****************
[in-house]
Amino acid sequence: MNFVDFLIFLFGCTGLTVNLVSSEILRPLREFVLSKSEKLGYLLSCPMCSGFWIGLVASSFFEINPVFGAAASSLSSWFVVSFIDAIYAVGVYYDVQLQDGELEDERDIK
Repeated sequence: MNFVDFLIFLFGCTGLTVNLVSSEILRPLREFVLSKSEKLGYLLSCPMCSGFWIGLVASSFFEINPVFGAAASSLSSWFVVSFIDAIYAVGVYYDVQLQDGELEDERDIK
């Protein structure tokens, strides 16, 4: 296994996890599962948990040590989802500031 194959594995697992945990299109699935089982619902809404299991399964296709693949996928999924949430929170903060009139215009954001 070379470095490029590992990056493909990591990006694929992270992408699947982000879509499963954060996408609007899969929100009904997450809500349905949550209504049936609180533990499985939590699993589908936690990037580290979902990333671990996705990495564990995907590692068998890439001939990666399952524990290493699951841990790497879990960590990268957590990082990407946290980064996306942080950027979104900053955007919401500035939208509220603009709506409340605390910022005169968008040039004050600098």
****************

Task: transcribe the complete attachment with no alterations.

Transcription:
[in-house]
Amino acid sequence: MNFVDFLIFLFGCTGLTVNLVSSEILRPLREFVLSKSEKLGYLLSCPMCSGFWIGLVASSFFEINPVFGAAASSLSSWFVVSFIDAIYAVGVYYDVQLQDGELEDERDIK
Repeated sequence: MNFVDFLIFLFGCTGLTVNLVSSEILRPLREFVLSKSEKLGYLLSCPMCSGFWIGLVASSFFEINPVFGAAASSLSSWFVVSFIDAIYAVGVYYDVQLQDGELEDERDIK
């Protein structure tokens, strides 16, 4: 296994996890599962948990040590989802500031 194959594995697992945990299109699935089982619902809404299991399964296709693949996928999924949430929170903060009139215009954001 070379470095490029590992990056493909990591990006694929992270992408699947982000879509499963954060996408609007899969929100009904997450809500349905949550209504049936609180533990499985939590699993589908936690990037580290979902990333671990996705990495564990995907590692068998890439001939990666399952524990290493699951841990790497879990960590990268957590990082990407946290980064996306942080950027979104900053955007919401500035939208509220603009709506409340605390910022005169968008040039004050600098």